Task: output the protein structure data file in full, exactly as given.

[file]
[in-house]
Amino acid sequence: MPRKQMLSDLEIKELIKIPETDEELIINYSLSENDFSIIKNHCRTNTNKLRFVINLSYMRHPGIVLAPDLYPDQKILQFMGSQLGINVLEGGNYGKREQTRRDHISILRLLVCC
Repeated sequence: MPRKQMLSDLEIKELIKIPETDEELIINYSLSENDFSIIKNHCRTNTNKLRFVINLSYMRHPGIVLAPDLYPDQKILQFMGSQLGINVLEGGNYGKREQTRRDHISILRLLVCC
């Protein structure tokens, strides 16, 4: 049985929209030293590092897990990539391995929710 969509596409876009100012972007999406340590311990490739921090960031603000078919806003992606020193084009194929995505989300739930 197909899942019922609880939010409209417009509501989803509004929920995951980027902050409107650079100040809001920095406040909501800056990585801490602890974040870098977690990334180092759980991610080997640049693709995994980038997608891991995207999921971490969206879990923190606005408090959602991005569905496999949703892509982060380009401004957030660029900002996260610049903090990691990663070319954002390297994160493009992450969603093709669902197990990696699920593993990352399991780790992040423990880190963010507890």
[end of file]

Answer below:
[in-house]
Amino acid sequence: MPRKQMLSDLEIKELIKIPETDEELIINYSLSENDFSIIKNHCRTNTNKLRFVINLSYMRHPGIVLAPDLYPDQKILQFMGSQLGINVLEGGNYGKREQTRRDHISILRLLVCC
Repeated sequence: MPRKQMLSDLEIKELIKIPETDEELIINYSLSENDFSIIKNHCRTNTNKLRFVINLSYMRHPGIVLAPDLYPDQKILQFMGSQLGINVLEGGNYGKREQTRRDHISILRLLVCC
């Protein structure tokens, strides 16, 4: 049985929209030293590092897990990539391995929710 969509596409876009100012972007999406340590311990490739921090960031603000078919806003992606020193084009194929995505989300739930 197909899942019922609880939010409209417009509501989803509004929920995951980027902050409107650079100040809001920095406040909501800056990585801490602890974040870098977690990334180092759980991610080997640049693709995994980038997608891991995207999921971490969206879990923190606005408090959602991005569905496999949703892509982060380009401004957030660029900002996260610049903090990691990663070319954002390297994160493009992450969603093709669902197990990696699920593993990352399991780790992040423990880190963010507890």